UK retail sales grew 0.7% in September - slower than the 1.5% recorded in the same month last year, despite strong demand for children's clothing and footwear online ahead of Christmas, the latest figures have shown.

According to the British Retail Consortium (BRC)-KPMG retail sales monitor, UK retail sales were up 0.7% on a like-for-like basis, down from a 3.4% gain last September.

BRC director general Helen Dickinson said there was "strong demand for children's footwear and clothing, benefiting from the back-to-school period".

Online sales were the stand-out performer, with online sales of non-food products in September growing 13.4% year-on-year. Without the contribution of online, clothing and footwear sales would have declined in September, the BRC said.

"The BRC-KPMG data shows that while total retail sales have continued to grow this month, it has been the weakest growth so far this year if you exclude Easter distortions," Dickinson said.

David McCorquodale, head of retail at KPMG, added: "These figures are a reality check and will make retailers nervous as we enter the run-up to Christmas. Unseasonably warm weather stifled sales of autumn and winter collections in September and the recovery in home related items flattened.

"Consumers are still cautious about spending and are reluctant to restock their wardrobes with winter woollies until the weather cools."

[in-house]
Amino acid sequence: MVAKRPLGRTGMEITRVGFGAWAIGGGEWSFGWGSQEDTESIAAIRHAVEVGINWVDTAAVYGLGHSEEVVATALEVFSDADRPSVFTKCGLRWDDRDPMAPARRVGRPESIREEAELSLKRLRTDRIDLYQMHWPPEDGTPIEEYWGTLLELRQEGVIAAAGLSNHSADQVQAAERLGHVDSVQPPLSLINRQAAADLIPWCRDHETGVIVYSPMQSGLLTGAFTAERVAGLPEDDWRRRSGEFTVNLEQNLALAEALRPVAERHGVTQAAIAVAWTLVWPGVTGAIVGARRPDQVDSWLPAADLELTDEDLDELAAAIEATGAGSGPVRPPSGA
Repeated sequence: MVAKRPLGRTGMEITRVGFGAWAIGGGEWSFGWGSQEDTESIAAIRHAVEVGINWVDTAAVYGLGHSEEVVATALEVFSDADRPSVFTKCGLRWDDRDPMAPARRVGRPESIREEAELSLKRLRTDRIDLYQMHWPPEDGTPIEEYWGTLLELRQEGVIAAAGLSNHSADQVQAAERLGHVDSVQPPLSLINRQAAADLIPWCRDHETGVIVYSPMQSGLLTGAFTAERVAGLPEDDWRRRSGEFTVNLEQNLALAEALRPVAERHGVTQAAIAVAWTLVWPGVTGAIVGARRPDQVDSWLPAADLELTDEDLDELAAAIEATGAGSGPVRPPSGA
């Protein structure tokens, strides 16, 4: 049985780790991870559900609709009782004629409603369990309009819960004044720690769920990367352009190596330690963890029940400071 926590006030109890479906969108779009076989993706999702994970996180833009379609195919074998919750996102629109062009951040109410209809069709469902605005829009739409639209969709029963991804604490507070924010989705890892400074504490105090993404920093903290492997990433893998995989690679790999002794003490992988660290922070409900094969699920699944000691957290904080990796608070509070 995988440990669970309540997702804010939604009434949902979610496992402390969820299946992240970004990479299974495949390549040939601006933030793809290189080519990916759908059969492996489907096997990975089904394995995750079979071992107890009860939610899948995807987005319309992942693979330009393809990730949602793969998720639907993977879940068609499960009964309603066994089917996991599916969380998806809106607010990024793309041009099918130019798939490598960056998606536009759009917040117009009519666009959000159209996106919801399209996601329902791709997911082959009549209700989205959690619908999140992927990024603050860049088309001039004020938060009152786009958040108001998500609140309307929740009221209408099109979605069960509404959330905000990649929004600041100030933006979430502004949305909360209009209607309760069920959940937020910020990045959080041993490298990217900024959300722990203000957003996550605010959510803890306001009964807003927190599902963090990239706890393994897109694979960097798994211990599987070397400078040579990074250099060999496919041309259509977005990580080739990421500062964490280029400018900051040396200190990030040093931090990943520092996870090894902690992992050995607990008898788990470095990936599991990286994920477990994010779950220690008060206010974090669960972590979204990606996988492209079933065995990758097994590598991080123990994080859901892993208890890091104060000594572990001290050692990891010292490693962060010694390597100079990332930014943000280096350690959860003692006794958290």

"The stark fact is the retail recovery remains fragile and in the lead up to Christmas retailers, who are generally carrying less stock than in prior years, will need to manage promotional activity carefully to maintain margins," he noted.

Meanwhile, Conlumino analyst Neil Saunders explained that clothing retailers suffered when warm and humid weather in the month coincided with autumn and early winter stock arriving in stores.

"This tells us something interesting about the consumer psyche: while many people do have the capacity to spend, large numbers are reluctant to do so unless they feel a real need or justification.

"Before the downturn it is likely many consumers would have been willing to invest in a new coat in anticipation of colder weather to come; nowadays attitudes have hardened and significant numbers will only buy if and when the need arises.

"This change, a switch to a slightly more hand-to-mouth pattern of purchasing if you will, ultimately means retail growth rates are much chopper and leaves retailers far more exposed to the vagaries of the weather than they once were."